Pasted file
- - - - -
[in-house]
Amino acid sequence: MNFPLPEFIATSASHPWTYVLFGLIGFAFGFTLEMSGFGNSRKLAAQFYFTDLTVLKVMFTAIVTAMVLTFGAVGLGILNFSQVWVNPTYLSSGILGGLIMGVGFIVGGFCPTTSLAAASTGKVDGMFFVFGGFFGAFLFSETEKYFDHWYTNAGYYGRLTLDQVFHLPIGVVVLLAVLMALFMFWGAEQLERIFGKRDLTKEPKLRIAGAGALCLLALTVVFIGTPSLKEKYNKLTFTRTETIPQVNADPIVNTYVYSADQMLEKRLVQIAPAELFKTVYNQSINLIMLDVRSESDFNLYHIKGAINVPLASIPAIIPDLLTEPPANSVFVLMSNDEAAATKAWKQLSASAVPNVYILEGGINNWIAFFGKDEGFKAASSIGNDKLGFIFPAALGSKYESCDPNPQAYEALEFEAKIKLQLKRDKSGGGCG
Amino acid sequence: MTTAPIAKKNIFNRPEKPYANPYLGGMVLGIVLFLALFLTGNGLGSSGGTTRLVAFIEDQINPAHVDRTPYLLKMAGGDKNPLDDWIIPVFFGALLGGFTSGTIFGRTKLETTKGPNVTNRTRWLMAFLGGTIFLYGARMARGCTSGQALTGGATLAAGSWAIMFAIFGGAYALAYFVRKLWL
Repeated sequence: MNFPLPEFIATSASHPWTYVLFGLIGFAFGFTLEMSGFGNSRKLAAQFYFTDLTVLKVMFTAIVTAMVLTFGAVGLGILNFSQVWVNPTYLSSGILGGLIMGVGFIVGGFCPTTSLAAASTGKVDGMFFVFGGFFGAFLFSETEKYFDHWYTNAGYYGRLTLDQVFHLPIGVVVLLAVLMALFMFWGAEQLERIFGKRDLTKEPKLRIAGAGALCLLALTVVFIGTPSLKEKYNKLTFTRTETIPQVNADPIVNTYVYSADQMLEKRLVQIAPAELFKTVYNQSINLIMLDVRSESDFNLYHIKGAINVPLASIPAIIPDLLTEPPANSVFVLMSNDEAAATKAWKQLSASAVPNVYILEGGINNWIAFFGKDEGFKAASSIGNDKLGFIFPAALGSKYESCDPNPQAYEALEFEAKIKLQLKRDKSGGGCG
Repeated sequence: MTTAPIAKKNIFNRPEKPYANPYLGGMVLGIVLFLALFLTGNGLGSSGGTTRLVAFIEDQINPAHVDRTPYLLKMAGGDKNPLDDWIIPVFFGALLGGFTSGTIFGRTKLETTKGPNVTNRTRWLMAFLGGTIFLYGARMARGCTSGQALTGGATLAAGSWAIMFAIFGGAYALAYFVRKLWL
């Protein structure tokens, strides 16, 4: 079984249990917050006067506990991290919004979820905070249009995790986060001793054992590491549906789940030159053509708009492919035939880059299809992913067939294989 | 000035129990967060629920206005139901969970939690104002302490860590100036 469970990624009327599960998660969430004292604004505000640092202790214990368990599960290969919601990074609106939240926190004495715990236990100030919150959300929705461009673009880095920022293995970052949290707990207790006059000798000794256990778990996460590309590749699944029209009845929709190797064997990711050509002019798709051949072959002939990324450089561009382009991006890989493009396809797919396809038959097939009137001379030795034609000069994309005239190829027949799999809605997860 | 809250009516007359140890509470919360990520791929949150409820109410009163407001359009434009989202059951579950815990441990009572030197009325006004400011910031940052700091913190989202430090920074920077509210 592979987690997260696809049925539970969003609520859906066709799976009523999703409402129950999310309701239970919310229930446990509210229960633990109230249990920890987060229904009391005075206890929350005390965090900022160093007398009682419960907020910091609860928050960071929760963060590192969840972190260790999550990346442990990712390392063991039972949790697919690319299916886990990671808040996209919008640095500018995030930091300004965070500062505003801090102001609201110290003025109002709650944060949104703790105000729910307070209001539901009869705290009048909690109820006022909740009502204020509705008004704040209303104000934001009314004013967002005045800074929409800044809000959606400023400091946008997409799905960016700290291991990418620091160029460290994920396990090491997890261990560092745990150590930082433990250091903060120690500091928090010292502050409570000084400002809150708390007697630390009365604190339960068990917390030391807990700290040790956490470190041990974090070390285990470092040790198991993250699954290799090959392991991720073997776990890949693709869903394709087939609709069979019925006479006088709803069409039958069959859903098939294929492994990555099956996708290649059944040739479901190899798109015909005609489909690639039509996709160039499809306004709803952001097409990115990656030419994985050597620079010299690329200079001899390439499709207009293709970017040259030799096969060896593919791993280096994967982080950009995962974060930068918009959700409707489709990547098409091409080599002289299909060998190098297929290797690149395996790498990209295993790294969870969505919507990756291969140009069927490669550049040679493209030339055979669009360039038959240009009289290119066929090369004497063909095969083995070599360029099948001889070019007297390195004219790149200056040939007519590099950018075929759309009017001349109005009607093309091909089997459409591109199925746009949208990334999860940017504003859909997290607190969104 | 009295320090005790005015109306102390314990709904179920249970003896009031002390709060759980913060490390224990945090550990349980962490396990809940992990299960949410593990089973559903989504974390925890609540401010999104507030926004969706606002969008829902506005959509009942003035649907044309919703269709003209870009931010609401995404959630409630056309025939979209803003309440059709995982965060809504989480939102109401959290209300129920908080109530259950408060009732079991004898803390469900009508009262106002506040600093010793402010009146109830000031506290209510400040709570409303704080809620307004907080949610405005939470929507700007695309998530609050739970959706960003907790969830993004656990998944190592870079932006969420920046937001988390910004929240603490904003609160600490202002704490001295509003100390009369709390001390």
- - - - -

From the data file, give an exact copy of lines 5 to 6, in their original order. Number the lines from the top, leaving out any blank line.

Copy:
Repeated sequence: MTTAPIAKKNIFNRPEKPYANPYLGGMVLGIVLFLALFLTGNGLGSSGGTTRLVAFIEDQINPAHVDRTPYLLKMAGGDKNPLDDWIIPVFFGALLGGFTSGTIFGRTKLETTKGPNVTNRTRWLMAFLGGTIFLYGARMARGCTSGQALTGGATLAAGSWAIMFAIFGGAYALAYFVRKLWL
């Protein structure tokens, strides 16, 4: 079984249990917050006067506990991290919004979820905070249009995790986060001793054992590491549906789940030159053509708009492919035939880059299809992913067939294989 | 000035129990967060629920206005139901969970939690104002302490860590100036 469970990624009327599960998660969430004292604004505000640092202790214990368990599960290969919601990074609106939240926190004495715990236990100030919150959300929705461009673009880095920022293995970052949290707990207790006059000798000794256990778990996460590309590749699944029209009845929709190797064997990711050509002019798709051949072959002939990324450089561009382009991006890989493009396809797919396809038959097939009137001379030795034609000069994309005239190829027949799999809605997860 | 809250009516007359140890509470919360990520791929949150409820109410009163407001359009434009989202059951579950815990441990009572030197009325006004400011910031940052700091913190989202430090920074920077509210 592979987690997260696809049925539970969003609520859906066709799976009523999703409402129950999310309701239970919310229930446990509210229960633990109230249990920890987060229904009391005075206890929350005390965090900022160093007398009682419960907020910091609860928050960071929760963060590192969840972190260790999550990346442990990712390392063991039972949790697919690319299916886990990671808040996209919008640095500018995030930091300004965070500062505003801090102001609201110290003025109002709650944060949104703790105000729910307070209001539901009869705290009048909690109820006022909740009502204020509705008004704040209303104000934001009314004013967002005045800074929409800044809000959606400023400091946008997409799905960016700290291991990418620091160029460290994920396990090491997890261990560092745990150590930082433990250091903060120690500091928090010292502050409570000084400002809150708390007697630390009365604190339960068990917390030391807990700290040790956490470190041990974090070390285990470092040790198991993250699954290799090959392991991720073997776990890949693709869903394709087939609709069979019925006479006088709803069409039958069959859903098939294929492994990555099956996708290649059944040739479901190899798109015909005609489909690639039509996709160039499809306004709803952001097409990115990656030419994985050597620079010299690329200079001899390439499709207009293709970017040259030799096969060896593919791993280096994967982080950009995962974060930068918009959700409707489709990547098409091409080599002289299909060998190098297929290797690149395996790498990209295993790294969870969505919507990756291969140009069927490669550049040679493209030339055979669009360039038959240009009289290119066929090369004497063909095969083995070599360029099948001889070019007297390195004219790149200056040939007519590099950018075929759309009017001349109005009607093309091909089997459409591109199925746009949208990334999860940017504003859909997290607190969104 | 009295320090005790005015109306102390314990709904179920249970003896009031002390709060759980913060490390224990945090550990349980962490396990809940992990299960949410593990089973559903989504974390925890609540401010999104507030926004969706606002969008829902506005959509009942003035649907044309919703269709003209870009931010609401995404959630409630056309025939979209803003309440059709995982965060809504989480939102109401959290209300129920908080109530259950408060009732079991004898803390469900009508009262106002506040600093010793402010009146109830000031506290209510400040709570409303704080809620307004907080949610405005939470929507700007695309998530609050739970959706960003907790969830993004656990998944190592870079932006969420920046937001988390910004929240603490904003609160600490202002704490001295509003100390009369709390001390």